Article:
Similar Read: The History Of Wearable Technology – Past, Present And Future
On the blockchain, smart labels provide an end-to-end product lifecycle management while also allowing the buyers to learn more about the ‘story’ behind the product, as in the materials, provenience, warranty, or how to best care for the product. The information is available to the consumer by scanning the embedded chip with a dedicated smartphone app. To date, VeChain is one of the most established blockchain companies in the industry. The company has a functional product and have ongoing partnerships with PwC and the Chinese government.
The idea of smart labels is nothing new. Smart labels are used to mark food, smartphones, toys, clothes and even humans. What is new here is the blockchain technology that provides an immutable ledger where the second generation of RFID tags can write and synchronise relevant information, on the go.
Thanks to the smart label technology, your sneakers could ‘talk’ to you via text messages. You could receive friendly alerts in the case of a malfunction or regular maintenance reminders and even how to best recycle them, at the end of their life.
Ethics wise, for the more conscious consumer the object’s digital recording on the blockchain will let you use any smartphone app to scan the ‘smart’ label and see if the dinner dress you are about to purchase is genuine, made of organic cotton and environment-friendly, just as advertised.
Upgrading to ‘blockchain smart labels’ is crucial in ensuring compatibility with emerging technological tides, increasingly intersecting with both segments of personal luxury goods and fashion such as augmented reality (AR) and artificial intelligence (AI).
Blockchaining Fashion Industry – Consumer Data
Artificial intelligence plays an important role in helping marketers gain insights into comprehensive arrays of opportunities. However, to identify patterns and make almost impossible connections, the AI requires more than just sales and conversational data. Blockchain-linked ‘smart labels’ are the perfect match for AI, ‘feeding’ the algorithm with relevant product data and consumers’ behavioural patterns and biometric data.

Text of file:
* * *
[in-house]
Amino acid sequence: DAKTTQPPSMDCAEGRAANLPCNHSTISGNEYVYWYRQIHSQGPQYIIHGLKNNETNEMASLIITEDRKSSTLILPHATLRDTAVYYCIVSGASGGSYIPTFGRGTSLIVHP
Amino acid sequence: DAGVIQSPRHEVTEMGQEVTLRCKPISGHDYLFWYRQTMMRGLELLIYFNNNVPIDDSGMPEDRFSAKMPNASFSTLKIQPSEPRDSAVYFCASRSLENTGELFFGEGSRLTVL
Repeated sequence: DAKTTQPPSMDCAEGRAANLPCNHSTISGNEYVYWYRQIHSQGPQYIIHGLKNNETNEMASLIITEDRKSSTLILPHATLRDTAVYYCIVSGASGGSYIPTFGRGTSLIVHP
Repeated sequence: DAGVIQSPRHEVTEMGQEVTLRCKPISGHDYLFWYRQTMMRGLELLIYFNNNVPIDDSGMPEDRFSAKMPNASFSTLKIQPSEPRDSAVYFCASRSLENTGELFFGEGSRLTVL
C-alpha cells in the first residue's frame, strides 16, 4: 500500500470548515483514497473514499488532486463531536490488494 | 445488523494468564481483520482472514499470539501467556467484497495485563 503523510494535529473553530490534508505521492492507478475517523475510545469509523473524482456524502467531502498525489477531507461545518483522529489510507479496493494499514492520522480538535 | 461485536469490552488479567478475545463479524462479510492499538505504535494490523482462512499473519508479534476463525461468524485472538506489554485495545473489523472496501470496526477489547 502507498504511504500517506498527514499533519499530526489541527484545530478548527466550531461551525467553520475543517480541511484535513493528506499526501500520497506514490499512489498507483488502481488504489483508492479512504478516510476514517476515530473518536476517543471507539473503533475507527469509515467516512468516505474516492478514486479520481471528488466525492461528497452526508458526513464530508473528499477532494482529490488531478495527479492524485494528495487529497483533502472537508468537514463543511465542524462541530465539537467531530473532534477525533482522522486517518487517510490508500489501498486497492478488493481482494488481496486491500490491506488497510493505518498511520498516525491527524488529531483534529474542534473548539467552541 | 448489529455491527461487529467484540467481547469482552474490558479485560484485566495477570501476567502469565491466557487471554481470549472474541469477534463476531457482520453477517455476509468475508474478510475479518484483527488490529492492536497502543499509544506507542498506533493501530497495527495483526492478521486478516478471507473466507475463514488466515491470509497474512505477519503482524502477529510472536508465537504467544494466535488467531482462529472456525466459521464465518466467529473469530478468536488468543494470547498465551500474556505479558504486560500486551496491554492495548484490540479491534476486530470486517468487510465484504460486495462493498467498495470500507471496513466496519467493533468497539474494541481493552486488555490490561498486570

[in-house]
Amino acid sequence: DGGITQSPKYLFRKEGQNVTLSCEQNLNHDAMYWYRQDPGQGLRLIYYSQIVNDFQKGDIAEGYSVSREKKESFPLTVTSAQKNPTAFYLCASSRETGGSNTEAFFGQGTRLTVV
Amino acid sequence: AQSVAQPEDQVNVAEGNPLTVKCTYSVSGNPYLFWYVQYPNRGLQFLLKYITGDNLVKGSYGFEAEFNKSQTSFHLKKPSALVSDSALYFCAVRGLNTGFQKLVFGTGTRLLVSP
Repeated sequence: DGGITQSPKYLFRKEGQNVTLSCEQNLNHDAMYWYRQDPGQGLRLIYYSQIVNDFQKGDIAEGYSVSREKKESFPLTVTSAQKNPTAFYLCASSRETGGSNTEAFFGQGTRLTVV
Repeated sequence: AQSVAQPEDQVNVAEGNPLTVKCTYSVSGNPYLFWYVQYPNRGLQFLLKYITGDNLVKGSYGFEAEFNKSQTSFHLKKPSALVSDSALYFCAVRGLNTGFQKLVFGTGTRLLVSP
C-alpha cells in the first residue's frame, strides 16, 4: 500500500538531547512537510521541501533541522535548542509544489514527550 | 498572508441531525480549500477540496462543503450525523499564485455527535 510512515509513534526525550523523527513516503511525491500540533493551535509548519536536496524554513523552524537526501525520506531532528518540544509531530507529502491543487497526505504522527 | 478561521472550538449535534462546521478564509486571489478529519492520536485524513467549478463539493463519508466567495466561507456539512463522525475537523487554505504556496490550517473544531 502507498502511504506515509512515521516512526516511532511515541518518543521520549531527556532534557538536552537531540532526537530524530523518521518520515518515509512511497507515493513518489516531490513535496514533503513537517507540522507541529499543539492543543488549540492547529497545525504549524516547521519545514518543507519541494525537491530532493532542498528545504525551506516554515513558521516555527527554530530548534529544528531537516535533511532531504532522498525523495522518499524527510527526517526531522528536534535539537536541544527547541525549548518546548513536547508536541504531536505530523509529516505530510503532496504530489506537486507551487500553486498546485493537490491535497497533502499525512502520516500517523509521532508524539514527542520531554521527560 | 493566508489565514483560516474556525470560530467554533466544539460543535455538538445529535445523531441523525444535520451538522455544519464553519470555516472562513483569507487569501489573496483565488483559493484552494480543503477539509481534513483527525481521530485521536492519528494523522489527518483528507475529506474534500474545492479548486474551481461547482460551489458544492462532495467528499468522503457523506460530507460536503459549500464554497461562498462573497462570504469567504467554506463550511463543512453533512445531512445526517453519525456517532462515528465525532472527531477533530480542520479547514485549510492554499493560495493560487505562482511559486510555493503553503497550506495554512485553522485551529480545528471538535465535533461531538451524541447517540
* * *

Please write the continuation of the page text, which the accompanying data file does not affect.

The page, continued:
A more advanced type of smart label, designed for biometric data collection thanks to its natural on-the-skin placement via bras and underwears, is developed by Harvard University.
“Here we demonstrate a simple process of transforming general cotton threads into intelligent e-textiles using a polyelectrolyte-based coating with carbon nanotubes…can be used to detect albumin, key proteins, blood, with high accuracy.” Nano Letters, vol. 8. Issue 12, pp. 4151-4157. December 2008; Wearable Fabrics For Human Biomonitoring.
‘Smart labels’ on the blockchain are the solution for ending counterfeiting and greenwashing but also the most advanced system of consumer data collection. Inexpensive and non-intrusive to the wearer, these inconspicuous devices can combine environmental, geographic, and digital ‘footprints’ from smartphones, tablets and wearable devices to provide AI with highly accurate and very detailed consumer patterns.
‘Blockchaining’ the landscape of fashion and personal luxury goods provide brands with insights once emerged from human intuition. By straining vast amounts of blockchain-based big data through complex learning algorithms the AI is finally taking guesswork out of the equation.